In a review of 101 case reports, the highest number (63 cases) of DKA was seen in patients taking canagliflozin, reflected in our study. Hence, Canagliflozin is probably most strongly associated with the development of EuDKA18. We also reviewed and tabulated data from the latest 30 case reports describing EuDKA secondary to SGLT2i in T2D patients19,20,21,22,23,24,25,26,27,28,29,30,31,32,33,34,35,36,37,38,39,40,41,42,43,44,45,46,47,48 [Table 3]. Our study showed a slightly higher prevalence of EuDKA in females, which was not statistically significant [Table 1]. Previous retrospective study and our review of the last 30 case reports showed a slight male predominance13 [Table 3]. Reviews that have been solely on case reports have shown a considerable difference with 75% prevalence in females49. Fasting has been reported as the most common precipitator in the case reports (47.5%), whereas it was 14% in the previous descriptive study on 43 patients (including 25 with T2D) and 0% in our study. Analysis of case reports is relevant in rare diseases in the absence of more extensive studies. However, any conclusions drawn from case reports must be reconsidered when data from more extensive studies with a more representative cohort becomes available.

Table 3 Literature review of last 30 reported cases of EuDKA in type 2 diabetes mellitus patients on SGLT2i.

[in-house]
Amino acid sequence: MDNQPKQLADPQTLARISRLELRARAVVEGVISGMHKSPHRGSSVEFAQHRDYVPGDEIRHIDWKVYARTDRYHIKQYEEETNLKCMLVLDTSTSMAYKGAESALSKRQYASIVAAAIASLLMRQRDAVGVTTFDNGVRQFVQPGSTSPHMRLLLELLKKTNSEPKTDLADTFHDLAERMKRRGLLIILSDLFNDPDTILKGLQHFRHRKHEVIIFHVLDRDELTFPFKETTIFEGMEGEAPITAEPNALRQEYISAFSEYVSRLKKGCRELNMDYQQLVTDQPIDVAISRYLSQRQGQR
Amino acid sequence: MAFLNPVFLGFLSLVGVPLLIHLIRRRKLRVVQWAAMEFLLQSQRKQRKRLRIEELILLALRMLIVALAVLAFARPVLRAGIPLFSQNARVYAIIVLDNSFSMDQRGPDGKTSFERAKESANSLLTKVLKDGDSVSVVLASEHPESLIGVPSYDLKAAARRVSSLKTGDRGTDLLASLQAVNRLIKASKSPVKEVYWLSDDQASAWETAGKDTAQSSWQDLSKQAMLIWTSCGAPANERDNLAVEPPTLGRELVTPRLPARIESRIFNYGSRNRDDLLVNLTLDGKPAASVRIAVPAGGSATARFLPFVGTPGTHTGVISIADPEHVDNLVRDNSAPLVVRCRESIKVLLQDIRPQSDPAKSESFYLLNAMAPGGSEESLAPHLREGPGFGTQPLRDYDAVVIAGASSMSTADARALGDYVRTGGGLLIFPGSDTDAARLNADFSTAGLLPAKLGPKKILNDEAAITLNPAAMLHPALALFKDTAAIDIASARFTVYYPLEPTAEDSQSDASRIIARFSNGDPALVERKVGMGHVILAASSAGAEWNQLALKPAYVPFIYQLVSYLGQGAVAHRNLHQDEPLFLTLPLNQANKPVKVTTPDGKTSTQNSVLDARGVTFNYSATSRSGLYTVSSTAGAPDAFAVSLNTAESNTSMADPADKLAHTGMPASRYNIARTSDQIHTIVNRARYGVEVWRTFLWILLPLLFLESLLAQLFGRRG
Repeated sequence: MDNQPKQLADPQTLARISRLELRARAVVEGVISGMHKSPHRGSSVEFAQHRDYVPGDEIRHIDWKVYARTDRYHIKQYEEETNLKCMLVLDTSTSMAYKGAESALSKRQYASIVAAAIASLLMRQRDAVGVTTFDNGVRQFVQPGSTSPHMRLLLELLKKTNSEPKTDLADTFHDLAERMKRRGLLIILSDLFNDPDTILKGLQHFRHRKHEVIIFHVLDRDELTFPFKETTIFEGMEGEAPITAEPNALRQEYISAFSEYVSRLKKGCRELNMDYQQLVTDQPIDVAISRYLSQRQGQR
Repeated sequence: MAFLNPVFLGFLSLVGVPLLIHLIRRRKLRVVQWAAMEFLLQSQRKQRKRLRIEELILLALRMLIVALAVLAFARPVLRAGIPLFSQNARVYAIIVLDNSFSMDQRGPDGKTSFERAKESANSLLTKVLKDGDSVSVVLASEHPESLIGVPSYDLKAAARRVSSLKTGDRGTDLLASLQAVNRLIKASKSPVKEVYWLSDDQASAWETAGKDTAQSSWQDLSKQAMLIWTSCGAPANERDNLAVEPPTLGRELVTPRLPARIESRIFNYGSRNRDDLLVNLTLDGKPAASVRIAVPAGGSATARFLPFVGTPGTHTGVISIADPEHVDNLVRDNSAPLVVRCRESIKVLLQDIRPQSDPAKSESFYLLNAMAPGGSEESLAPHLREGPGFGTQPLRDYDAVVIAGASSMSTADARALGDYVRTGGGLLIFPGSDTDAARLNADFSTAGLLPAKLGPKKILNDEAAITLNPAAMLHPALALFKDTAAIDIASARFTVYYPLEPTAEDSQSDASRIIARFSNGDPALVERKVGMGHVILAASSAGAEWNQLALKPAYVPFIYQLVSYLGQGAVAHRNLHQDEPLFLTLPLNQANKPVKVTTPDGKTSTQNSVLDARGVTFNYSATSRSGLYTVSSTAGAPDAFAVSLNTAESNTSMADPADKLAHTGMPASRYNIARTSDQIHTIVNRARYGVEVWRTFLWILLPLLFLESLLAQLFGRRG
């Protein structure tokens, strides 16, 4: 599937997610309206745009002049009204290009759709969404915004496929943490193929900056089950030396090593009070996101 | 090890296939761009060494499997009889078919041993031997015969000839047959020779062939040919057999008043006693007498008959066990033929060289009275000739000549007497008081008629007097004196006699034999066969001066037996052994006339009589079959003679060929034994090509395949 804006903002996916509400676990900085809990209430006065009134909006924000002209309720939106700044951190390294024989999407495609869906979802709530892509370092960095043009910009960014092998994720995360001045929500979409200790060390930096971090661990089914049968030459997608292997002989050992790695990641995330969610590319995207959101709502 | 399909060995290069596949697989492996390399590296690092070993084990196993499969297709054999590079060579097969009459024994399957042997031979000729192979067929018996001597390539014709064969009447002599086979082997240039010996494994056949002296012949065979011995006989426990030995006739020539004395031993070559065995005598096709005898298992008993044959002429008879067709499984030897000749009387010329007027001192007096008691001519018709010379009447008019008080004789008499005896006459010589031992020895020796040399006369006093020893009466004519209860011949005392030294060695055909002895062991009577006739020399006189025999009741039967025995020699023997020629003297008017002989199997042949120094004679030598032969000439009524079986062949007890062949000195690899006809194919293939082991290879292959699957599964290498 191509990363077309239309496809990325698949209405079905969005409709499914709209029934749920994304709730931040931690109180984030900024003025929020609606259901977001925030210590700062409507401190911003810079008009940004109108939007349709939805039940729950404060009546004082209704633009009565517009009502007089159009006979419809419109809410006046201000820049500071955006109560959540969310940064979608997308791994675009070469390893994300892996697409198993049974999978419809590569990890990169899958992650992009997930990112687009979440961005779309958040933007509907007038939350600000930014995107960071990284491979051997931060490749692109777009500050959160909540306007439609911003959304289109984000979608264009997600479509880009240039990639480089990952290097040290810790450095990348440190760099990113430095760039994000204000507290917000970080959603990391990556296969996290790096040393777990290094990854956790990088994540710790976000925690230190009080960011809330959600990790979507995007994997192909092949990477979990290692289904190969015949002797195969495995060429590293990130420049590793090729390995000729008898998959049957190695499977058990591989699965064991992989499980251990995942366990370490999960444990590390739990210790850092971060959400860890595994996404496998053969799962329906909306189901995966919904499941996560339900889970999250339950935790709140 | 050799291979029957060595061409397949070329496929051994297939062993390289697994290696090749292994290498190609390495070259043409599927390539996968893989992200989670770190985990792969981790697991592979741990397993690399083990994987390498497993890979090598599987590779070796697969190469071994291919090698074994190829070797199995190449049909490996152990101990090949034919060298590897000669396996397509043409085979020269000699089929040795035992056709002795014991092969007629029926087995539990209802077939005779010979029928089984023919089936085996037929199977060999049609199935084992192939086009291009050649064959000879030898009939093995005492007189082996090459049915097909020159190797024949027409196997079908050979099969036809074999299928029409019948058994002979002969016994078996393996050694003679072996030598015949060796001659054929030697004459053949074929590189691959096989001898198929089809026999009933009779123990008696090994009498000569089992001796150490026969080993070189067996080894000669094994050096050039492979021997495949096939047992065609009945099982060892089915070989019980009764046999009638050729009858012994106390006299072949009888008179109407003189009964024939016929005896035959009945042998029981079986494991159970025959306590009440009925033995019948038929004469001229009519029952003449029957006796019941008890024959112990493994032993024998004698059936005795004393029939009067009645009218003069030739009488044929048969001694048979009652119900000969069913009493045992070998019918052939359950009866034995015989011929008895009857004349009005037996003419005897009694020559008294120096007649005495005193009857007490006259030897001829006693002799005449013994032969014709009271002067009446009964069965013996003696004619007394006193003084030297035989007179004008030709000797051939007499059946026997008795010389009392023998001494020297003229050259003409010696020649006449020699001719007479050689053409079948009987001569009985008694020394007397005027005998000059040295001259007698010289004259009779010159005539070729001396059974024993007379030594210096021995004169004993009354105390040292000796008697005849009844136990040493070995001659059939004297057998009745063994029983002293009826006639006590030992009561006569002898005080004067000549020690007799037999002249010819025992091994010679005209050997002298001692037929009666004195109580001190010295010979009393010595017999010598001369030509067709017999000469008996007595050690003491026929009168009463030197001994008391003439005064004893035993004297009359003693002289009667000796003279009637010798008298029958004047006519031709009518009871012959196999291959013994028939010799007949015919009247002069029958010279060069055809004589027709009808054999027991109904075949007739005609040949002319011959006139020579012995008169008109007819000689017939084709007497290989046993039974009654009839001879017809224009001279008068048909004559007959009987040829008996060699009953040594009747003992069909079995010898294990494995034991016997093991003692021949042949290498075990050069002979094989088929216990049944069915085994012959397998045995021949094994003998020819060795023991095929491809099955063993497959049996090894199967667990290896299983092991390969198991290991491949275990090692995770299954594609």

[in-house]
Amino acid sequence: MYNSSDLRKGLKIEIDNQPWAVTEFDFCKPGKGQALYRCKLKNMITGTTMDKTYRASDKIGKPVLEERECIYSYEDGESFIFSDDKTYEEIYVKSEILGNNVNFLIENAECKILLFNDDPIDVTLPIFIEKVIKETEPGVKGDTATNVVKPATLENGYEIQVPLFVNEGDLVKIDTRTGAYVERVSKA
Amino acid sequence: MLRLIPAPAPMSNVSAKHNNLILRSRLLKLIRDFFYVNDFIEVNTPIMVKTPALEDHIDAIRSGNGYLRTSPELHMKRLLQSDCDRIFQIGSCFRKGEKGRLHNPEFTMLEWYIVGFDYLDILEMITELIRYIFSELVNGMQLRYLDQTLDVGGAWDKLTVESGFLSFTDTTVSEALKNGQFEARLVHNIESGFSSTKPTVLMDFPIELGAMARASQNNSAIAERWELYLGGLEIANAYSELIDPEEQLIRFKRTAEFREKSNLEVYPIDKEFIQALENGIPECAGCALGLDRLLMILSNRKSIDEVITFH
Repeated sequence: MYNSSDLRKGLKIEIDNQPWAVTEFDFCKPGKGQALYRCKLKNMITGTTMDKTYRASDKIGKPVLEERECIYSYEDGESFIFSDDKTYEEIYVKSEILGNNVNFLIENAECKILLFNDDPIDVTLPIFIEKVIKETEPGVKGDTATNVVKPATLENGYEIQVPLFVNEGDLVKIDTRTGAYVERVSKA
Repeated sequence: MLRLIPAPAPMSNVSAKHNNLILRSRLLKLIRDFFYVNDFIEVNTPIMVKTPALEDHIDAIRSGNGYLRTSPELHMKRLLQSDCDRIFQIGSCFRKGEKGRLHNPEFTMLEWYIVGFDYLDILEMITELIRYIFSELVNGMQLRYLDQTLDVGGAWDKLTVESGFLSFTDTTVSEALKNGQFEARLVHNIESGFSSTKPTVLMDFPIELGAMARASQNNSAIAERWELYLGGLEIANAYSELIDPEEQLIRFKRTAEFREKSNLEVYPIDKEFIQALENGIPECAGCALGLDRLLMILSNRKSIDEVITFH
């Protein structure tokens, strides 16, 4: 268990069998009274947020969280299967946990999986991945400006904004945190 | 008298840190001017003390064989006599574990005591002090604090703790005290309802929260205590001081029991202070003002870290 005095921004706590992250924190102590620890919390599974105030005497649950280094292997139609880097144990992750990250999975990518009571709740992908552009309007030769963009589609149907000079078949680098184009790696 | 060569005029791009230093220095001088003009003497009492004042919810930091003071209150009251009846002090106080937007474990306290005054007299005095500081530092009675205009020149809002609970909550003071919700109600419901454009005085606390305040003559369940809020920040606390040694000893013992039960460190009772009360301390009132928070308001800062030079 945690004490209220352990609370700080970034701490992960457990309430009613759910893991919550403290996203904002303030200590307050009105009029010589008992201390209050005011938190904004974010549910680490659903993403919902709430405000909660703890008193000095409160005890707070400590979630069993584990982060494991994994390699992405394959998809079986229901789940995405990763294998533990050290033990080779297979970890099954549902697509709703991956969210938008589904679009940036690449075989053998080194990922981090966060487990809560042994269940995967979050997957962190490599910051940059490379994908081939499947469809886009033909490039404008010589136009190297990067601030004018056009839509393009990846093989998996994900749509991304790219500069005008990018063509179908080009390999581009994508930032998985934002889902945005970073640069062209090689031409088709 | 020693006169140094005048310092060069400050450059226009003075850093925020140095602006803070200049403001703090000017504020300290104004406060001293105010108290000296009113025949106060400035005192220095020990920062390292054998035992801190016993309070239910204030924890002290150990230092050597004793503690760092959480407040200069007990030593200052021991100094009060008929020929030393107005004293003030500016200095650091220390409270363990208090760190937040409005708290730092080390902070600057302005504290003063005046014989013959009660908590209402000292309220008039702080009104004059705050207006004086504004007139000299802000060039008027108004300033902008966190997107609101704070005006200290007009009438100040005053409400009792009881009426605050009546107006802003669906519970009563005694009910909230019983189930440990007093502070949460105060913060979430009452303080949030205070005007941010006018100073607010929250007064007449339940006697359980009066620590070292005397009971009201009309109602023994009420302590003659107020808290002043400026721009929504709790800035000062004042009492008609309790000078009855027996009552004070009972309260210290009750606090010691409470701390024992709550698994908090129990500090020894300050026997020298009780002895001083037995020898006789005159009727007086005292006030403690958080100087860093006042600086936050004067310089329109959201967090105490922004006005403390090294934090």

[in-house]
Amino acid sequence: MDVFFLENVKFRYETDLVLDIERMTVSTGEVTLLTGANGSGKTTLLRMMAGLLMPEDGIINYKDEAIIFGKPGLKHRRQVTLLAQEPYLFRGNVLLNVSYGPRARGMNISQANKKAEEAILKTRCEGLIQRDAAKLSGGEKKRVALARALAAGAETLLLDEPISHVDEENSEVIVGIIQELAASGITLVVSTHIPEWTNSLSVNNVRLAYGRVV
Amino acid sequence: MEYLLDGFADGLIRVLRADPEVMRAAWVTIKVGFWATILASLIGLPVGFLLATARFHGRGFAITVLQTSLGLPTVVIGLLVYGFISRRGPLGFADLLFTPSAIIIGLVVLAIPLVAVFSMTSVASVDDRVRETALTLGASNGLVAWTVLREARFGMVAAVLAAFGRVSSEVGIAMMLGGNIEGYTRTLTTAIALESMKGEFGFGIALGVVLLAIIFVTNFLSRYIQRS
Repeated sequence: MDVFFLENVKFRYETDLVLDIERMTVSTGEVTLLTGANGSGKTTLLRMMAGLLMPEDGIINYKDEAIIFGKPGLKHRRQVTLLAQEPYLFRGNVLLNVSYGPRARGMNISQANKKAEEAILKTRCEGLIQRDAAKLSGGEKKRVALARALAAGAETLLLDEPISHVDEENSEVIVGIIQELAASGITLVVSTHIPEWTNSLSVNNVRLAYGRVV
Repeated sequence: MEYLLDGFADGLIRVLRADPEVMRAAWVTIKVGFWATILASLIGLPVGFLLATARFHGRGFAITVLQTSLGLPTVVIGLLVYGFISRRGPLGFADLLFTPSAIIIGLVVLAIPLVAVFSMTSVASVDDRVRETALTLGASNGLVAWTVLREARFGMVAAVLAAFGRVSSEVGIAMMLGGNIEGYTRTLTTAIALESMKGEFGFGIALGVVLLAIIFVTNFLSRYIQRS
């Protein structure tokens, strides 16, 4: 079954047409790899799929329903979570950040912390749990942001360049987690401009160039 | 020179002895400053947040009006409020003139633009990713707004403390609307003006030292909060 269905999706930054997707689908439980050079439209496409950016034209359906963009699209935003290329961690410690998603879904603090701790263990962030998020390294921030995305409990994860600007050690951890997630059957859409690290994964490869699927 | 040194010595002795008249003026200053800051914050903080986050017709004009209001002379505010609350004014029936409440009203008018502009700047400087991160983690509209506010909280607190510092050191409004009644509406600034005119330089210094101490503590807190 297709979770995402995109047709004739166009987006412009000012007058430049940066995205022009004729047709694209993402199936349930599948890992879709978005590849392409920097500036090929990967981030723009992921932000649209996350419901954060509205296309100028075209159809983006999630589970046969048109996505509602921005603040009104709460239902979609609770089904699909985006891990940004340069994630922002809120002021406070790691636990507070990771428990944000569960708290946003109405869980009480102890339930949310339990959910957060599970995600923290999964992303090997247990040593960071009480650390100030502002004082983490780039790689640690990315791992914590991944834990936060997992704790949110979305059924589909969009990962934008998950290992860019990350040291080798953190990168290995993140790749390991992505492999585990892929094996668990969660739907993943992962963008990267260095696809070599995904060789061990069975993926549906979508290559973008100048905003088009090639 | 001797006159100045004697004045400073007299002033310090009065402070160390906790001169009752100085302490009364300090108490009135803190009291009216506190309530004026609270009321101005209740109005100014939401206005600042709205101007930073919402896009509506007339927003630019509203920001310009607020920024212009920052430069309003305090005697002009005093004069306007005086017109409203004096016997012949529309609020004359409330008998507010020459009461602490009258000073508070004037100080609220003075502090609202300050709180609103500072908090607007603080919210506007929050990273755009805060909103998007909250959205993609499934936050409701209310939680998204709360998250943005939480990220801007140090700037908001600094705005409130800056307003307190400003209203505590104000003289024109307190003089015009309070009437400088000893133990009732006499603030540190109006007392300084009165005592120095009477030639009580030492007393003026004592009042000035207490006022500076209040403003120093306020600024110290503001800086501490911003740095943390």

EuDKA and hDKA have different pathophysiologies. In EuDKA, there is a relatively milder intensity of insulin deficiency and resistance. Moreover, urinary glucose clearance in EuDKA is double compared to hDKA (estimated around 0.3 ml/min/kg in hDKA and 0.6 ml/min/kg in EuDKA)50. Considering distinct pathophysiologies, differences in precipitators, presentations, clinical course, and outcomes can be expected. To evaluate this, we compared patient demographics, presentation, clinical course, and outcomes in patients with EuDKA and hDKA. To the best of our knowledge, there are no prior studies comparing EuDKA and hDKA in the T2D population taking SGLT2i. Our study found some key clinical differences. Firstly, EuDKA was probably more prevalent in females (60%), whereas hDKA did not seem to have a gender preference. Secondly, the median RBS in EuDKA and hDKA differed as expected (10.3 vs. 21.8 mmol/l). Among the precipitators, surgery seemed to be more associated with the development of EuDKA as compared to hDKA, and insulin non-compliance was probably more common in hDKA compared to EuDKA. Among the SGLT2i types, Dapagliflozin was probably the most commonly associated with both types of DKA, followed by Empagliflozin and Canagliflozin (which seemed to be mainly associated with EuDKA as none of our T2D patients on Canagliflozin developed hDKA). ICU admission rates were comparable in both groups. However, mortality seemed to be more associated with EuDKA, although our sample size was not powered to analyze mortality. Although many clinical differences among the two groups exist, we only found statistically significant differences in rates of infections, diabetic retinopathy, fasting, and random blood glucose levels. A more extensive comparison between EuDKA and hDKA in T2D patients taking SGLT2i with larger sample sizes can validate our results.